Guide to Growing Cauliflowers

Guide to Growing Cauliflowers

Cauliflowers – Brassica oleracea botrytis

These are now known as Summer Cauliflowers and the plants for so long identified as broccoli are now to be referred to as Winter Cauliflowers. It has long been believed that cauliflowers came from Italy, although a writer in the mid-sixteenth century says; “The seeds of cauliflowers come from Cyprus”. The plant was described as the ‘flourie colewort of which the small stems grow together in the centre, thick set and fast through together’.

This crop will not succeed in soils which dry out or lack fertility. The ground should be enriched with rotted manure or compost and although it should be well drained, a regular supply of moisture is needed. Bulky manures which increase the humus content greatly help to keep the moisture reserve.

growing-cauliflowers Cauliflowers should not be grown in the same position more than once in three or four years. Prepare the site early leaving the surface rough and dusted with lime, unless the ground is known to be chalky.

The earliest sowings can be made in early autumn using a cold frame, cloches or the cool greenhouse. Make a seed bed, close the frames until growth is seen, after which ventilation should be freely given except during severe weather. This ensures good growth without softness.

If the seedlings are thinned to 25 mm apart they will grow into sturdy specimens for planting out in spring. Small quantities of seed can be sown in peat or soil blocks, making it easy to transplant without root disturbance.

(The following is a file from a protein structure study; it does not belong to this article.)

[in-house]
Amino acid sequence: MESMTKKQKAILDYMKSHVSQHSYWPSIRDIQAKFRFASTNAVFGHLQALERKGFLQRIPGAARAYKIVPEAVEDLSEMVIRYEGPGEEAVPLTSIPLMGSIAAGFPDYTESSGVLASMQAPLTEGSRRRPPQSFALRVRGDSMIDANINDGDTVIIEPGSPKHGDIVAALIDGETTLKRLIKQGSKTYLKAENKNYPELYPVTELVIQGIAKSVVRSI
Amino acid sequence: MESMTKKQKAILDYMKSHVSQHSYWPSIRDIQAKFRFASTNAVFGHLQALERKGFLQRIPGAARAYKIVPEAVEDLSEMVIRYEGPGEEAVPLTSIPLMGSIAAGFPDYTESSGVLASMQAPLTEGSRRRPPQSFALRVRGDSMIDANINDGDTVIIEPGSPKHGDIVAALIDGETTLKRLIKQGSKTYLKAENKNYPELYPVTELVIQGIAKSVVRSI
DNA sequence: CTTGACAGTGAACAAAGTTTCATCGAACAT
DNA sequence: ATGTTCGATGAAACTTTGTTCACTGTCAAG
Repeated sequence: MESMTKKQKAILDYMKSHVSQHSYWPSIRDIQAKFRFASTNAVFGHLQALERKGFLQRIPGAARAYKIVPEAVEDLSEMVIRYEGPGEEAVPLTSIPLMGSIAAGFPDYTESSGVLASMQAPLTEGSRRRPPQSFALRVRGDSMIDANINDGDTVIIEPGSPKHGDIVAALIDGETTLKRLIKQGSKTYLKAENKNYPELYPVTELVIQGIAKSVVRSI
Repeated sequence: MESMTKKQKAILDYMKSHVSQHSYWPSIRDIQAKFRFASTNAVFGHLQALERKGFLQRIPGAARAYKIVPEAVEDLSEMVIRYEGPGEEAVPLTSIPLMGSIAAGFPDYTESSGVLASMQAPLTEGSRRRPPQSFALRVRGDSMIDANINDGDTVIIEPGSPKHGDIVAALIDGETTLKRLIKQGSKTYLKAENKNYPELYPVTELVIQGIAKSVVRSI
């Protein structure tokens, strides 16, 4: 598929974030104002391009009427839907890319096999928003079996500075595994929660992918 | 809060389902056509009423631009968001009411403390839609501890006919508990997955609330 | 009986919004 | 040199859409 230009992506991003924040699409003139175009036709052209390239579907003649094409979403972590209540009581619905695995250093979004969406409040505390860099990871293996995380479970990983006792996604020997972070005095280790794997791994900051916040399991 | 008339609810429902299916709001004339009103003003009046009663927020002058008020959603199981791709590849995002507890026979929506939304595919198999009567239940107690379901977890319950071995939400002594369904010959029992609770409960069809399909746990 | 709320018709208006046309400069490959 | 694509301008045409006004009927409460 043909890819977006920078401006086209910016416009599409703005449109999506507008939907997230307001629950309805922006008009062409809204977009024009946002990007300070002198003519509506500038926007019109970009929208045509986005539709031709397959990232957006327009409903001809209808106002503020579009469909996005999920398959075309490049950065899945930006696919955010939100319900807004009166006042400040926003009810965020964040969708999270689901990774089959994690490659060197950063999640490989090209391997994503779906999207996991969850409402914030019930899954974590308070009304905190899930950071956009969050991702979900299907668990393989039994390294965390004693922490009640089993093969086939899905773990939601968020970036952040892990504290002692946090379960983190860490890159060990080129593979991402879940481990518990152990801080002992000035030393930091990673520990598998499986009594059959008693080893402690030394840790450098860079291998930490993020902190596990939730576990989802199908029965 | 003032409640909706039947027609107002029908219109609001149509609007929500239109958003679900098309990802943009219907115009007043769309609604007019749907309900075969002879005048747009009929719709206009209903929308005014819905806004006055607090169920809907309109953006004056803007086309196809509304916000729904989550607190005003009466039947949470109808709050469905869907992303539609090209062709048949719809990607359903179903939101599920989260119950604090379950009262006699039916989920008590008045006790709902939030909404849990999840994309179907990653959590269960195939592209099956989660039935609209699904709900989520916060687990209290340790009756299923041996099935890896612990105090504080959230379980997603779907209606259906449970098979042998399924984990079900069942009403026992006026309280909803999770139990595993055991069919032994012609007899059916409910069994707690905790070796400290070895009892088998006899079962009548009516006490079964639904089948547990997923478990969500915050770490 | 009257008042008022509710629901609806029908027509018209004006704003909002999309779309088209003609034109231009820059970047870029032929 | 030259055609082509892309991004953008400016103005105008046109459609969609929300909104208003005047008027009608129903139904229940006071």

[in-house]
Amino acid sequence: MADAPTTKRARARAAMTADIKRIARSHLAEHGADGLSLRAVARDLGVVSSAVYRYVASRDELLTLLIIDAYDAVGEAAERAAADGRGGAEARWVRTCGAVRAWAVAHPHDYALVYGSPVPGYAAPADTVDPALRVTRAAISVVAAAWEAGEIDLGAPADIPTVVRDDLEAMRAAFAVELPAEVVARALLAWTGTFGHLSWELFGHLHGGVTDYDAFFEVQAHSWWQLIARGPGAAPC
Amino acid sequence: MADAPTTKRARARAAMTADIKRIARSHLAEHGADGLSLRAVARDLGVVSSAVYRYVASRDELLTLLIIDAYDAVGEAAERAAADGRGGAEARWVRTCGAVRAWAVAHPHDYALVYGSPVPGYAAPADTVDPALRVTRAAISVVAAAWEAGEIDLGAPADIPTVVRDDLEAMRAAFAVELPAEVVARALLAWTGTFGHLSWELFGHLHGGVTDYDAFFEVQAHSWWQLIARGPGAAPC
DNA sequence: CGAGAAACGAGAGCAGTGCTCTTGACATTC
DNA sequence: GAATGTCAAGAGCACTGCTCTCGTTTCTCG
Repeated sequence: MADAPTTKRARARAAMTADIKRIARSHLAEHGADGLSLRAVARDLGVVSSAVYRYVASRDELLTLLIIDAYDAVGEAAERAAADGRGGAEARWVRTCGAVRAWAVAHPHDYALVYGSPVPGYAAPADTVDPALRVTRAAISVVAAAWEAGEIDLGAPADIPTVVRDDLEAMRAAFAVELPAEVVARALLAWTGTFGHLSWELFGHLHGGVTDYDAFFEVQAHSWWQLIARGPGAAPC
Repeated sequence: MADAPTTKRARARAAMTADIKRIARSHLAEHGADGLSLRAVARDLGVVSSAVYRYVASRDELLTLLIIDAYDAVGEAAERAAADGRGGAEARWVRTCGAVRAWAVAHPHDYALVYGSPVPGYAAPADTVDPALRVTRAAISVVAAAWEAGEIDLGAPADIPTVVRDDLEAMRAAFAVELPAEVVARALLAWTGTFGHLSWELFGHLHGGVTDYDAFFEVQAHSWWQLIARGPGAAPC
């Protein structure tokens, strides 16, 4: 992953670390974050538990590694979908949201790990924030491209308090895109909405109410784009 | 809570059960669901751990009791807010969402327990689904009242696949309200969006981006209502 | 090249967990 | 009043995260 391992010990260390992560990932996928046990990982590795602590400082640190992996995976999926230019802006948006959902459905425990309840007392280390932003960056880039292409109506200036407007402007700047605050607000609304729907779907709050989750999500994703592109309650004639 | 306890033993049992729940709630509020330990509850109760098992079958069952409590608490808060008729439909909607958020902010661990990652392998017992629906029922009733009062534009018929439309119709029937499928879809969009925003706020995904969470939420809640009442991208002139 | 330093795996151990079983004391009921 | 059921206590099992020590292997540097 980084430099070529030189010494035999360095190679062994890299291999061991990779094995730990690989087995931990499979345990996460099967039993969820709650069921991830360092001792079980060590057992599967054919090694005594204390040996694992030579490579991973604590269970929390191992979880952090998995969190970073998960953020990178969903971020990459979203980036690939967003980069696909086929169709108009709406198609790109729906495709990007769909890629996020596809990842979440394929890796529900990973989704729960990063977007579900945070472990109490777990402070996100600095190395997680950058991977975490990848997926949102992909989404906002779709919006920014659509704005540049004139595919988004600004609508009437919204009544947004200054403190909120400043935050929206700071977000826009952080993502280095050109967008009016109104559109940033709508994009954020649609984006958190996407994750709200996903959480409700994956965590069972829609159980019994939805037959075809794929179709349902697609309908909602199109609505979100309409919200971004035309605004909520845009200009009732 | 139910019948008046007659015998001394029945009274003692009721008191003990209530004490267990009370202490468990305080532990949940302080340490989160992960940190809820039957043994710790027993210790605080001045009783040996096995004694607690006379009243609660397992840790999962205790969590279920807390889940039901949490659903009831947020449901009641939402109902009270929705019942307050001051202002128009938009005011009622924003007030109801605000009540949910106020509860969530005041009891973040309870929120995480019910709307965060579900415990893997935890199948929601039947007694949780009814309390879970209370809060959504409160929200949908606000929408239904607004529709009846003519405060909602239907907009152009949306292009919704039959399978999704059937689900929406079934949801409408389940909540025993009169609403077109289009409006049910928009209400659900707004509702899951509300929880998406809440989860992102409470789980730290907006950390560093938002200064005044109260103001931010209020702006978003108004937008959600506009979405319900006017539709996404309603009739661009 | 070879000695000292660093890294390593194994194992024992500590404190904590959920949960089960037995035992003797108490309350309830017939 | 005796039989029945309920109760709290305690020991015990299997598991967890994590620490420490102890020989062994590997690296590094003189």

Main sowings are made in warmth, the seedlings being moved later to frames or soil blocks. Seed can also be sown under cold frames. Sow outdoors when soil is workable with subsequent sowings at fortnightly intervals.

Sow thinly in drills 16cm apart; subsequently, thin the seedlings to 10cm apart before placing them in their final positions later. This moving breaks the tap root and results in the formation of many more fibrous roots.

The earliest cauliflowers are rather a fussy crop, needing care. At planting time look out for blind specimens or those without growing points. There are several causes of blindness, including a check in growth, sowing too early, exposure to frosts or severe drought. Blindness and buttoning sometimes occur after planting in the open and are usually caused by checks following cold winds or frosts.

With pot grown plants make sure that the roots are thoroughly moistened at planting time, for if the soil is dry the roots may fail to break out of the pot-shaped ball. Make the holes with a trowel rather than a dibber. The latter may leave air holes at the base which soon fill with water.

Do not plant when the ground is wet, and sticky. Make sure that the main root is actually pointing downwards and is not bent up in any way. Space the earliest varieties 60cm apart each way and allow 68 to 75cm between main crop and late sorts.

In dry weather leave a little depression so that the plants have the benefit of any watering or rain. Keep down weeds by regular hoeing and during drought, water may be necessary, for cauliflowers must never lack moisture or the curds will suffer.

When the plants are in full growth give liquid manure at fortnightly intervals, or a couple of dustings of weathered soot during the growing season will be of help. Dried blood is also valuable if applied at the rate of 2oz to the square metre and watered in.

Cut the curds while they are white. A leaf or two broken over the heads will keep them clean and white for some days, even during hot weather. If heads mature before they can be used, pull them up and hang in a dry, cool, shady place where they will remain in good condition for some time. Cauliflowers remain firm for a longer time if cut while they have dew on them.

Varieties include: Early summer maturing: All the Year Round, Dominant, Focus, Early London, Early Snowball, Le Cert, Pioneer, Remme, Snow King and Snowflake.

Late summer and autumn maturing: Majestic, Novo and Walcheren. There are a number of good Australian varieties which are becoming very popular. These include: South Pacific, Canberra, Barrier Reed Wombat and the Flora Blanca varieties.

03. December 2010 by admin
Categories: Gardening Ideas, Vegetable Gardening | Tags: | Comments Off on Guide to Growing Cauliflowers

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